Brushing Up

Best Practices for Working with Architectural Metal

By Rebecca J. Barnabi

Planning is essential to keeping architectural metal projects on time and budget, particularly given the supply chain challenges the industry is currently facing. “Measure twice, cut once,” says Nick Iaquinto, metal department manager for Midwest Glass Fabricators in Highland, Mich. Otherwise, material and time are wasted. “No one can afford to mess anything up these days,” he says. “It’s hard to hide mistakes [with glass and metal].” Companies are not ordering extra supplies right now, because of supply shortages and higher costs, he says. “Nowadays, it’s all about availability.”

Iaquinto advises architects and project managers to check the structural applications of their projects and consider options when it comes to the finish. For example, “Black powder coating is difficult to get right now,” he says. Especially, he advises research. “Make sure your system has been engineered for the type of metal you want to use,” Iaquinto says.

The Metal Look

“In our world, almost all of our material that we manufacture for glazing is aluminum,” says Greg Beane, inside sales representative for PAC-CLAD, based in the company’s Andover, Minn., location.

According to Beane, working with steel and aluminum together is like mixing oil and water. So PAC-CLAD attaches aluminum to aluminum in glazing applications. “They stay together in the sandbox,” Beane says. For example, aluminum is attached to painted aluminum for trim around windows. “The façade part — that’s our industry,” he says.

PAC-CLAD also works with aluminum composite material (ACM) and insulated panels, but the type of metal in glazing applications, says Beane, who has been in the industry since 1985, depends on the architect’s design. “Really, it’s architecturally driven.”

One new option in aluminum finishing has a woodgrain appearance. “Those are some of the looks that are starting to pop up that I wouldn’t have seen 10 years ago,” Beane says.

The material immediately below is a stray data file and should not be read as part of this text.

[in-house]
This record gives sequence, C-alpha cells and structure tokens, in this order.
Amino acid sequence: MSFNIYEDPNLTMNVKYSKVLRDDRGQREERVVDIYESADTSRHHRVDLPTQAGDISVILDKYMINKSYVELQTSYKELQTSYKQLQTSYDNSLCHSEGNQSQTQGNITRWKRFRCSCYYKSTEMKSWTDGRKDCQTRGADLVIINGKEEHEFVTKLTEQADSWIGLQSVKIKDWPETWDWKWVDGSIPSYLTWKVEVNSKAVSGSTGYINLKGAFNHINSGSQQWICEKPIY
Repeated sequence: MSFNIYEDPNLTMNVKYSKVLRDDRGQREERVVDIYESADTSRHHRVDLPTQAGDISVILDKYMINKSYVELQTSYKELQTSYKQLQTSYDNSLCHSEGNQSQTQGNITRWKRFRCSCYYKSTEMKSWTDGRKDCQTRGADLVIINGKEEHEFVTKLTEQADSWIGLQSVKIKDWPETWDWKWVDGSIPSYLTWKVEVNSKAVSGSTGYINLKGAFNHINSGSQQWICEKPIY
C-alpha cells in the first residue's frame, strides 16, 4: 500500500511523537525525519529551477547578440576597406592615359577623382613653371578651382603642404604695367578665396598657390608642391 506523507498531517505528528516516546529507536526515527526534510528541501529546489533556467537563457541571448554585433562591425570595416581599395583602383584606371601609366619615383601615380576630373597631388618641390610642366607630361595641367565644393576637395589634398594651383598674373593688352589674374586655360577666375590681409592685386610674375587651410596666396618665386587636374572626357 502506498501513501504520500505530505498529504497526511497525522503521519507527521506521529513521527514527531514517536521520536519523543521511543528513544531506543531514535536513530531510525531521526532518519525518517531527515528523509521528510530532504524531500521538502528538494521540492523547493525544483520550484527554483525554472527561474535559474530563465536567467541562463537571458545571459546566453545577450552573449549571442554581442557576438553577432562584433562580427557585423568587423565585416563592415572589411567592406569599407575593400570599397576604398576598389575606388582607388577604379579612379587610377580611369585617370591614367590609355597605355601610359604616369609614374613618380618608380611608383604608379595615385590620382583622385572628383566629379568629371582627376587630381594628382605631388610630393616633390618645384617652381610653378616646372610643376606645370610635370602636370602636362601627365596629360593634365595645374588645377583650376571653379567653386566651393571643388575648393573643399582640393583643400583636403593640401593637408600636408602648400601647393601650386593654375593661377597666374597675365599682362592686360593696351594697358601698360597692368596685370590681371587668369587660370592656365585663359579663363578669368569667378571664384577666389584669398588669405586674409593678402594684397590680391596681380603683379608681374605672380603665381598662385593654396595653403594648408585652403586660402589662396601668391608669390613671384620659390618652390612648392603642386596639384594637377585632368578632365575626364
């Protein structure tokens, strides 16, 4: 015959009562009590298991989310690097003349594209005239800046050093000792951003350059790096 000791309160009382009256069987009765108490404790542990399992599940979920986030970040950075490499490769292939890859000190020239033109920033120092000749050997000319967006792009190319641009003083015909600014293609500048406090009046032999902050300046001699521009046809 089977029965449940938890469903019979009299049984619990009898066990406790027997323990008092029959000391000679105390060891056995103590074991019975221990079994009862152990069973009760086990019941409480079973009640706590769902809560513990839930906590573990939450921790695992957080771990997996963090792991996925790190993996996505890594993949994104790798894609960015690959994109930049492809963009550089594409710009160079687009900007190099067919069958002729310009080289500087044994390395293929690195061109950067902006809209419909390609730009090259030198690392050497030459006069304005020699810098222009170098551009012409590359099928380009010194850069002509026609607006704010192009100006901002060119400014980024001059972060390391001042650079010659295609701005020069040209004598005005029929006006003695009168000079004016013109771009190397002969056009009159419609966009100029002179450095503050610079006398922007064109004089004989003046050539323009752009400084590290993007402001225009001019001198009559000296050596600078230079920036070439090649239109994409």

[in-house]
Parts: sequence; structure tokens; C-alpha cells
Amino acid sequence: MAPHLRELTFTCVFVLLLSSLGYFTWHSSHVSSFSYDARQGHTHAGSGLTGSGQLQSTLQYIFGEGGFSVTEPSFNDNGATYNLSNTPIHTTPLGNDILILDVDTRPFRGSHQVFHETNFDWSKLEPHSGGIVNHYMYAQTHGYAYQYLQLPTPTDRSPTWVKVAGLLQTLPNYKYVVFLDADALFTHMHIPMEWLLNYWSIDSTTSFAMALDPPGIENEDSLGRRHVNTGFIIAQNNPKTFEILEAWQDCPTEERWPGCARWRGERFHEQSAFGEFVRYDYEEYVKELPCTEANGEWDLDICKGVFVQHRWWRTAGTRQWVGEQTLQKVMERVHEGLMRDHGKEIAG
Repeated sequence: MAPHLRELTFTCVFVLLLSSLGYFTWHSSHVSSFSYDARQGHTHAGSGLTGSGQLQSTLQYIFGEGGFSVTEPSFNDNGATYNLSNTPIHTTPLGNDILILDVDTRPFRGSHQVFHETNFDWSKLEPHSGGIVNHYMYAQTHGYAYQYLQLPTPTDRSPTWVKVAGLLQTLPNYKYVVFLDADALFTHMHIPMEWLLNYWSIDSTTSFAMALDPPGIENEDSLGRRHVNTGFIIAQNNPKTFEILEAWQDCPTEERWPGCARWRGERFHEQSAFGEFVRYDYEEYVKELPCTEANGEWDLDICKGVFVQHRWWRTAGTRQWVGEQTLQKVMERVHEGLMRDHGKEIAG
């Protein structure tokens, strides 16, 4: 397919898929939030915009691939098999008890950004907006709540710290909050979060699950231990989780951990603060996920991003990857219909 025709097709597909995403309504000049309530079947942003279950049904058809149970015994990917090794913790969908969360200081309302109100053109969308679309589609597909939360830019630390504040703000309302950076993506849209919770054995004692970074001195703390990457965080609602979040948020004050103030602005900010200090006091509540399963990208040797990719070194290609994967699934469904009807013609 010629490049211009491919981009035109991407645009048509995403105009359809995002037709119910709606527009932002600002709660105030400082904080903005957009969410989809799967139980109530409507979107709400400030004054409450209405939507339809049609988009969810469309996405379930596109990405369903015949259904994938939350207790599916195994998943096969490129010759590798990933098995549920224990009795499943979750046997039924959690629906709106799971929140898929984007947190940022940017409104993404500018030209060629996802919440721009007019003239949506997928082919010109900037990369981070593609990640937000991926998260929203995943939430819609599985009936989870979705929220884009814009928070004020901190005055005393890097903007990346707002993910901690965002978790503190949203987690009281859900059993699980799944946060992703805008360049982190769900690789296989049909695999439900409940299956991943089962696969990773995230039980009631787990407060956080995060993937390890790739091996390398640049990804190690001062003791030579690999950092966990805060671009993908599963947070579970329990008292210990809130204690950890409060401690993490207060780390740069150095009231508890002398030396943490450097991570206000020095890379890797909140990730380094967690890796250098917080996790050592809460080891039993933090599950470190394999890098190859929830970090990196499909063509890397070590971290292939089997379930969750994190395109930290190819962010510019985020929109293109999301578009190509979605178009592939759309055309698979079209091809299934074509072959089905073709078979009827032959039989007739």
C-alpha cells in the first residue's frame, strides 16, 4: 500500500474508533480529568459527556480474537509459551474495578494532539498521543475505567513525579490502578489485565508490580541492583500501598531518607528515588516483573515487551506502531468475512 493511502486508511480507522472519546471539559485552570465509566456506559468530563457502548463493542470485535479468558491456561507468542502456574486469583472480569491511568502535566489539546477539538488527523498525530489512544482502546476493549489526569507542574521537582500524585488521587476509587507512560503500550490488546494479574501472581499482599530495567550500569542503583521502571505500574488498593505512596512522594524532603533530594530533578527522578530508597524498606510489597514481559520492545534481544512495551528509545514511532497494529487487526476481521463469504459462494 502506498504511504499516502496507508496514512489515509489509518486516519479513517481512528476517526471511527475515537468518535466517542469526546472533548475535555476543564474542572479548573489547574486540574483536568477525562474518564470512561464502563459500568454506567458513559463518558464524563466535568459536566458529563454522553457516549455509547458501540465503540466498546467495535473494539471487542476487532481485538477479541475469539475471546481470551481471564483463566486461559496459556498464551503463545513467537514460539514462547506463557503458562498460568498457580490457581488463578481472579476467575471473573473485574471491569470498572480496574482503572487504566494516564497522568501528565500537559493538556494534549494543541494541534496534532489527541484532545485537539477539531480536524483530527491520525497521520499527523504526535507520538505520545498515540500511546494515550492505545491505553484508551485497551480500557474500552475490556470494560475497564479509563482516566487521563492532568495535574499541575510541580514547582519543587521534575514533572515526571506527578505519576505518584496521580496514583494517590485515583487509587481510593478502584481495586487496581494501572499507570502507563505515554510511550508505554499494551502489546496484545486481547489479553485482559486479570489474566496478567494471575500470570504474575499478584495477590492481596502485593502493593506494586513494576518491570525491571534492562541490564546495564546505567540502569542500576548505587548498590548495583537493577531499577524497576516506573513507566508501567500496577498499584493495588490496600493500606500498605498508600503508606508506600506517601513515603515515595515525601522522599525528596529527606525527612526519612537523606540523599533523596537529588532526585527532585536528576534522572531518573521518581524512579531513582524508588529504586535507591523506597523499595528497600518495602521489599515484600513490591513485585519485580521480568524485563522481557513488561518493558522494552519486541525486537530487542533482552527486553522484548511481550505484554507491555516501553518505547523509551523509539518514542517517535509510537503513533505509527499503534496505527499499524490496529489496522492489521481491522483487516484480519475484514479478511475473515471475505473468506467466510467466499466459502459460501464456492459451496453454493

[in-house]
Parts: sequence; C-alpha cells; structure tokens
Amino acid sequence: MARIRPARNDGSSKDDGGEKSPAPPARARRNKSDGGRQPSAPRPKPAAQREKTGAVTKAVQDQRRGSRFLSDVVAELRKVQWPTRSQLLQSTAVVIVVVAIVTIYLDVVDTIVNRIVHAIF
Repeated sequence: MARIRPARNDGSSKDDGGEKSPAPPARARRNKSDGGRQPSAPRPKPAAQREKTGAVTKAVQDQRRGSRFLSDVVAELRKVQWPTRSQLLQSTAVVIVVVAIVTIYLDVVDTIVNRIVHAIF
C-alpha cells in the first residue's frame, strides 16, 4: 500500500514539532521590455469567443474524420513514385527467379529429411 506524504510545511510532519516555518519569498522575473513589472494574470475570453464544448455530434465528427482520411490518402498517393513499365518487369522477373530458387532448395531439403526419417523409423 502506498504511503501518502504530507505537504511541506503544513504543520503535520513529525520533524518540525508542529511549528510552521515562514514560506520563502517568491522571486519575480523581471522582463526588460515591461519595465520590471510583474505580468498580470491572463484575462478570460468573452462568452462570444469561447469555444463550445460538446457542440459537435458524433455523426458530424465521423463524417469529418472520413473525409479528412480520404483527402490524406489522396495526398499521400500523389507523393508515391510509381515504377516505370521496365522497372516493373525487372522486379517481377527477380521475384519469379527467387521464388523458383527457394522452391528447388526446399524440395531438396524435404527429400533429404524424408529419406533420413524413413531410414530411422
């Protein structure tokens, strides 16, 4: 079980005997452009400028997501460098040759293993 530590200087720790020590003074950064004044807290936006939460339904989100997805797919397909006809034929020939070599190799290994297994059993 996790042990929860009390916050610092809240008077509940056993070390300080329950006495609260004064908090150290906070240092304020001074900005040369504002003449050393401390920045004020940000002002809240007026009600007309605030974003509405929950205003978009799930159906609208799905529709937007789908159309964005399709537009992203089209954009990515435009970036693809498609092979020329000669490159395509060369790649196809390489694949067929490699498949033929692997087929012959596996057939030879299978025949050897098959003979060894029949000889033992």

Mike Wallace, president of Americlad in Rogers, Minn., has been in the industry for 35 years. He says that some metals may abut to other metal products, such as copper, zinc or steel composite, but a barrier is placed between the two products. “So, they’re essentially separated from the curtainwall system.”

Tracy Hultin, president and CEO of Ellison Bronze Co., in Falconer, N.Y., says different metals are used for different reasons in glazing applications. “Selections can be made because of aesthetics, performance, the need for customization, or influenced by cost,” Hultin says. Bronze offers a natural or historical look, while aluminum is economical, recycled, and available in unlimited painted and anodized finishes. Likewise, stainless steel is easy to maintain, corrosive-resistant and highly customizable.

Gauge of Metal

Material specification may also vary depending on where in the application the metal is installed. Gauge, for example, refers to the thickness of the metal and certain applications may call for a thicker gauge than others. Beane recommends a thinner gauge in glazing around windows, such as .04. A thicker glaze, such as an eighth of inch of composite aluminum, may be better on a larger surface because it stays flatter. Composite aluminum also works for spaces between and around areas on the exterior of a structure.